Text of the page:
Tiny galaxies are bursting with star births a lot faster than scientists have expected, predicting that the number of stars would double in just ten million years if this rate of star births continues.

In comparison, our Milky Way has taken a thousand times longer to double in stellar population.

The newly discovered dwarf galaxies, uncovered by the NASA/ESA Hubble Space Telescope, are around a hundred times smaller than the Milky Way with extremely high star formation rates.

Astronomers believe that this rapid star birth represents an important phase in the formation of dwarf galaxies.

"The galaxies have been there all along, but up until recently astronomers have been able only to survey tiny patches of sky at the sensitivities necessary to detect them," says author, Arjen van der Wel of the Max Planck Institute for Astronomy in Heidelberg, Germany.

The Cosmic Assembly Near-infrared Deep Extragalactic Legacy Survey (CANDELS), the three-year survey to analyze the most distant galaxies in the Universe, is the first demographic of dwarf galaxies at such an early epoch on the Universe's history, but astronomers said that they weren’t specifically looking for these tiny galaxies and that the Hubble images were able to capture the formation of star births because the radiation from young, hot stars has caused the oxygen in the gas surrounding them to light up like a fluorescent sign.

"We weren't looking specifically for these galaxies, but they stood out because of their unusual colors," said van der Wel.

"In addition to the images, Hubble has captured spectra from a handful of these galaxies that show us the detailed physics of what's happening within them and confirm their extreme star-forming nature," says co-author Amber Straughn at NASA's Goddard Space Flight Center in Greenbelt, USA.

The authors said that the observations of ancient galaxies are somewhat at odds with recent studies of the dwarf galaxies that are currently orbiting the Milky Way.

"Those studies suggest that star formation was a relatively slow process, stretching out over billions of years," explains Harry Ferguson of the Space Telescope Science Institute (STScI) in Baltimore, USA, co-leader of the CANDELS survey.

"The CANDELS finding that there were galaxies of roughly the same size forming stars at very rapid rates at early times is forcing us to re-examine what we thought we knew about dwarf galaxy evolution."

Researchers plan to continue their observation and gather more information on star births to determine the history of star formation.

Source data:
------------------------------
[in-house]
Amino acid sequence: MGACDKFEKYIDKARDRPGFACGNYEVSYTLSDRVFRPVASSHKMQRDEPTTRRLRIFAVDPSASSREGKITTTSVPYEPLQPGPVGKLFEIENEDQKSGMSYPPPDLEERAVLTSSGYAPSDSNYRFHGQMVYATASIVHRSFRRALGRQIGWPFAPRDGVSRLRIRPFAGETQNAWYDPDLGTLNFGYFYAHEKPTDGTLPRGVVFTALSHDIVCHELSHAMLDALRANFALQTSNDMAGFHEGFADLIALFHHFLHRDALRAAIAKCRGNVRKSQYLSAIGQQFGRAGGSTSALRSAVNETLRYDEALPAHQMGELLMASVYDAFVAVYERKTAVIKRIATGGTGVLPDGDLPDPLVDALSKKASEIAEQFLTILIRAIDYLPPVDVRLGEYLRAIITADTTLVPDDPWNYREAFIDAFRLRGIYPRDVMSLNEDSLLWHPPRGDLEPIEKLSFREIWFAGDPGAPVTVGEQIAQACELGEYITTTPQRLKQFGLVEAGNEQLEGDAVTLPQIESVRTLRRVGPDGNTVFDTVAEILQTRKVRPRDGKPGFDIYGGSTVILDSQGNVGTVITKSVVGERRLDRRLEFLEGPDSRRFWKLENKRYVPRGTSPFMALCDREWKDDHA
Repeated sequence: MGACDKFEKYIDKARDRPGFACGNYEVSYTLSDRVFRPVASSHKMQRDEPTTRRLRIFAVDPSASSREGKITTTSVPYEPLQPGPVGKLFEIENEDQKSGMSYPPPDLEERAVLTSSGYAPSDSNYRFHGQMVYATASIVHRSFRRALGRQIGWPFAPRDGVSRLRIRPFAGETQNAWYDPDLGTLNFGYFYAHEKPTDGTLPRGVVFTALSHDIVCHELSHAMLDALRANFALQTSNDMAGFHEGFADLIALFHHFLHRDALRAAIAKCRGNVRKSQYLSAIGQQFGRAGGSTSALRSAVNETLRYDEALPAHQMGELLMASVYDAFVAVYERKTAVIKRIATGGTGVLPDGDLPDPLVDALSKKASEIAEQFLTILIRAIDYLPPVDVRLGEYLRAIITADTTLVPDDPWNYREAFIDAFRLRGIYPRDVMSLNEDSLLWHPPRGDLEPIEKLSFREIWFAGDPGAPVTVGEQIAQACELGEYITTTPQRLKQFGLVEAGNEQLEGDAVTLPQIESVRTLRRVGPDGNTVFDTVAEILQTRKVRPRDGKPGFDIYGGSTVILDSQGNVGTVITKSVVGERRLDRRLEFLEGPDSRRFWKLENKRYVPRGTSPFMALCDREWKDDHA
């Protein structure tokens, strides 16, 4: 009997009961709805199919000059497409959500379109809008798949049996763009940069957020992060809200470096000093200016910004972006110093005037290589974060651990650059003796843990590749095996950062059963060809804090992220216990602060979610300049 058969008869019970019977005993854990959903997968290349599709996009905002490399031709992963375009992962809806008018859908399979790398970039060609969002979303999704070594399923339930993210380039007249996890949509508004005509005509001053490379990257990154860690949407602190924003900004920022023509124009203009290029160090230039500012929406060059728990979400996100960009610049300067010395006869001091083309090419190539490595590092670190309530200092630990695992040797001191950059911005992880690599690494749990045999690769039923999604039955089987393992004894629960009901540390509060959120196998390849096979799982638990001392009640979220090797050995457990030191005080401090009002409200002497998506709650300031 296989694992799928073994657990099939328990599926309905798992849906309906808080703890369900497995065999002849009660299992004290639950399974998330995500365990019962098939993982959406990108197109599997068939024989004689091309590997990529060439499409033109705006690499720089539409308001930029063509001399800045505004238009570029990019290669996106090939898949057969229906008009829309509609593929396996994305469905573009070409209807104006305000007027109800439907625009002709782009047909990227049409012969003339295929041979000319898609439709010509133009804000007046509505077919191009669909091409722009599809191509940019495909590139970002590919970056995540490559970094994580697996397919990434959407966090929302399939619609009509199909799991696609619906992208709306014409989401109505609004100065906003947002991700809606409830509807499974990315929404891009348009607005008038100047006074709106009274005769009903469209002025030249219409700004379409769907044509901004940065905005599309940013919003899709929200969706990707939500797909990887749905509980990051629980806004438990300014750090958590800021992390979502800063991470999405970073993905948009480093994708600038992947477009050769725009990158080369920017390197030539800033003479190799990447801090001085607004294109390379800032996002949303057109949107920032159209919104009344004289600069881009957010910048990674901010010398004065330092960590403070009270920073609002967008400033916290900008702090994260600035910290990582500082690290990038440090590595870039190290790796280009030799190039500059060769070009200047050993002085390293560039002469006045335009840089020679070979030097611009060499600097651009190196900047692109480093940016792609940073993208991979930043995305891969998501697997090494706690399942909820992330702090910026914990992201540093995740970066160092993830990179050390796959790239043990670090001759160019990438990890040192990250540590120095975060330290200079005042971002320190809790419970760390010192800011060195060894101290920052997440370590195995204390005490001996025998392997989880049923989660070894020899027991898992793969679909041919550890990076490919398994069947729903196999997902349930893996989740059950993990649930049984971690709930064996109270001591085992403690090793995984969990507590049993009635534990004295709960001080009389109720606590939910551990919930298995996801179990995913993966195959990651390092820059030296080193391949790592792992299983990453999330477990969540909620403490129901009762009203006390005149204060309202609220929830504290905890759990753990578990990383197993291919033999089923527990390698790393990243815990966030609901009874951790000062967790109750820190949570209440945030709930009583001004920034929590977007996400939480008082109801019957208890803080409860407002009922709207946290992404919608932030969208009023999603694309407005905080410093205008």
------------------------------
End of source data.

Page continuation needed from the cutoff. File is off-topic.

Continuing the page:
"As our observations continues we should find many more of these young galaxies and gather more details on their star-forming histories," said team member Anton Koekemoer, of STScI, who is producing the Hubble imaging for the survey.

CANDELS uncovered the 69 dwarf galaxies in near infrared images that were taken with Hubble's Wide Field Camera 3 and Advanced Camera for Surveys, concentrating on two regions in the sky, the Great Observatories Origin Deep Survey South and the UKIDSS Ultra Deep Survey, part of the UKIRT Infrared Deep Sky Survey, said the authors.

Although the observation suggest that newly discovered galaxies were very common nine billion years ago the mystery on why the newly found dwarf galaxies were making batches of stars at such a high rate remains, while computer simulations show that star formation in small galaxies may be composed of many tales.

The authors explained that gas cools and collapses to form stars, the stars then reheat the gas through, for example, supernova explosions which blow the gas away, and after some time the gas cools and collapses again producing a new burst of star formation and continuing the cycle.

"While these theoretical predictions may provide hints to explain the star formation in these newly discovered galaxies, the observed 'bursts' are much more intense than those reproduced by the simulations," says van der Wel.

An infrared observatory scheduled to be launched later this decade called the NASA/ESA/CSA James Webb Space Telescope will be able to probe these faint galaxies at an even earlier era to see the glow of the first generation of stars, providing detailed information of the galaxies' chemical composition, wrote the authors.

"With Webb, we'll probably see even more of these galaxies, perhaps even pristine galaxies that are experiencing their first episode of star formation," Ferguson says. "Being able to probe down to dwarf galaxies in the early Universe will help us understand the formation of the first stars and galaxies."